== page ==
Dielectric absorption is important because over the length of a line, and the pairs equally spaced throughout the crossarm configuration, these losses become quite important. In voice frequency lines, this is less of a problem; in high frequency carrier systems, it is a fundamental issue of design.
In high frequency, this dielectric absorption increases markedly. The higher the frequency on the upper end of "C," "J," or "O," AT&T Carrier systems or Lenkurt and other important carrier technologies, the more loss can be expected over distance.
Corning Pyrex introduced the new carrier CS insulator in the late 1920s. The original tempered insulator contained as few contaminants in the glass as the technology of the time would permit. It was a solid, strong, low loss, and mechanically stable creation.
However, it was found in this type of glass--borocilicate--or tempered, that these "islands" of conductivity would arise during rain storms. Furthermore, even with mild variations in temperature which produced morning dew on the surfaces of these insulators, it introduced similar problems, until the moisture evaporated, or the snow sublimated.
Pyrex introduced the bi-metallic salt surface film to their insulators so as to combat this problem, both their communications insulators and also to their larger cousins, the electric power variety. It was with the electric power variety--particularly large ten-inch suspensions and large diameter pin types, that its use was most publicly denounced.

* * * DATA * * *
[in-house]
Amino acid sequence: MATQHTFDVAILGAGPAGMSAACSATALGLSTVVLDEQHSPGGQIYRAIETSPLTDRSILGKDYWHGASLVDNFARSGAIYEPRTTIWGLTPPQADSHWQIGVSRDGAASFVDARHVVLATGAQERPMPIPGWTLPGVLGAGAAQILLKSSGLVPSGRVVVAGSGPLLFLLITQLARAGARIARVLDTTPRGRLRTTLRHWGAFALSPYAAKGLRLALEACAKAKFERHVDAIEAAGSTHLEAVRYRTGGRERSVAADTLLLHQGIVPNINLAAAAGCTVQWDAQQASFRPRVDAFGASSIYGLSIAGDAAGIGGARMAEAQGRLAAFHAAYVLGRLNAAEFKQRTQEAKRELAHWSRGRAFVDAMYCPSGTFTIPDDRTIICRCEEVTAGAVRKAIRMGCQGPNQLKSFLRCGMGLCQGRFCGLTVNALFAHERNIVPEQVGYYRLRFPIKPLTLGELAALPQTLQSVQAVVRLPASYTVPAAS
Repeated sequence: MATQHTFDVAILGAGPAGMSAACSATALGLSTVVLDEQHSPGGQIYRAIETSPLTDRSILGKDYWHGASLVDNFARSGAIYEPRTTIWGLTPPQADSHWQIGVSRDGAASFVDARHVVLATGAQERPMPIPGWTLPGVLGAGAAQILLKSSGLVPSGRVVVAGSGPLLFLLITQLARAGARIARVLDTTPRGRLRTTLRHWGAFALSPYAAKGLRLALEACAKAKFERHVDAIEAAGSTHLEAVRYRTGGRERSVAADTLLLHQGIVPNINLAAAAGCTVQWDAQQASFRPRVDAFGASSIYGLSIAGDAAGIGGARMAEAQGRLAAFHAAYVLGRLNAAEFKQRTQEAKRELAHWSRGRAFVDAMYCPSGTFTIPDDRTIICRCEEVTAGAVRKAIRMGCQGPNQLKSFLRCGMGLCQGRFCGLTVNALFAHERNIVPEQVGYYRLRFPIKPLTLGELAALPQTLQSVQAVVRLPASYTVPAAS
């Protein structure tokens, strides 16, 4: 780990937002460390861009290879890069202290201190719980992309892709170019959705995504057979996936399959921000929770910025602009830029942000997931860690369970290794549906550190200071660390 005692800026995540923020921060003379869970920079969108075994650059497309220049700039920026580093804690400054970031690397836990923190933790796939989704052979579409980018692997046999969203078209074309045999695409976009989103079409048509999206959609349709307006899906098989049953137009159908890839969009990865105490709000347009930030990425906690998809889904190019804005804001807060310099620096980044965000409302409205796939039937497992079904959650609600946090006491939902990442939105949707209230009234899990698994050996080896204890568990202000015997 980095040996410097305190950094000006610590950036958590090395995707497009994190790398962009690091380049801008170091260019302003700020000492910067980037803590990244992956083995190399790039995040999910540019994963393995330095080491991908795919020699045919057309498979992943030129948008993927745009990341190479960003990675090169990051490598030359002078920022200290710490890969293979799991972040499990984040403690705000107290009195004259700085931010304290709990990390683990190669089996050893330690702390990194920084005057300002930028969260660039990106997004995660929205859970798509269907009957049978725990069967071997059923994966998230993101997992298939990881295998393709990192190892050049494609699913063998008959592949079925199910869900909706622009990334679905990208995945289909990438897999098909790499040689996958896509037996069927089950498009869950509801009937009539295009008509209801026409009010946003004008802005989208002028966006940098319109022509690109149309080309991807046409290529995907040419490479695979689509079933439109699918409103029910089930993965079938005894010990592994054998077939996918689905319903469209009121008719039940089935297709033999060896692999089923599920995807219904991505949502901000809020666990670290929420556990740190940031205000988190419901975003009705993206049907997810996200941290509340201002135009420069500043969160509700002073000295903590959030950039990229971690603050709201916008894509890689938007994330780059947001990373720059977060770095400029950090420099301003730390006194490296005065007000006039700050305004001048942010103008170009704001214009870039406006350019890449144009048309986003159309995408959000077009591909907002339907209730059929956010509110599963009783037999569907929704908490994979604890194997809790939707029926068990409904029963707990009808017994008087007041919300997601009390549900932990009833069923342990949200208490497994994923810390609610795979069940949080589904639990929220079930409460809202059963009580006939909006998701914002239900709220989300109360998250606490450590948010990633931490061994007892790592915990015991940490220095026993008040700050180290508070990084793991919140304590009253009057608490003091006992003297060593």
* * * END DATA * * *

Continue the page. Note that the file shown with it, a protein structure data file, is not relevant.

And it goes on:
For communications industry insulators, introducing the metalic salt film to the surface of the insulator improved its dielectric absorption significantly where high frequencies were involved. An increase in capacitance between the wire, tie wire and pin by coating the outside of the insulator--namely the top and groove and skirt--would be invariably greater than a "wet" insulator. So, Pyrex introduced a film coated CS insulator, recommending that the steel CS pin pairs be bonded below the crossarm by a 109 line wire to each pair pin washer and nut, to eliminate these problems.
Communications companies tested non-film vs. metallic film coated insulators together. When transparent soda lime insulators were used on a three channel carrier system, such as Type "C," the leakage compared to the wetted insulator was only ten percent. When a similar test was done with a borocilicate "tempered" clear insulator, the result was four percent leakage compared to the moistened insulator.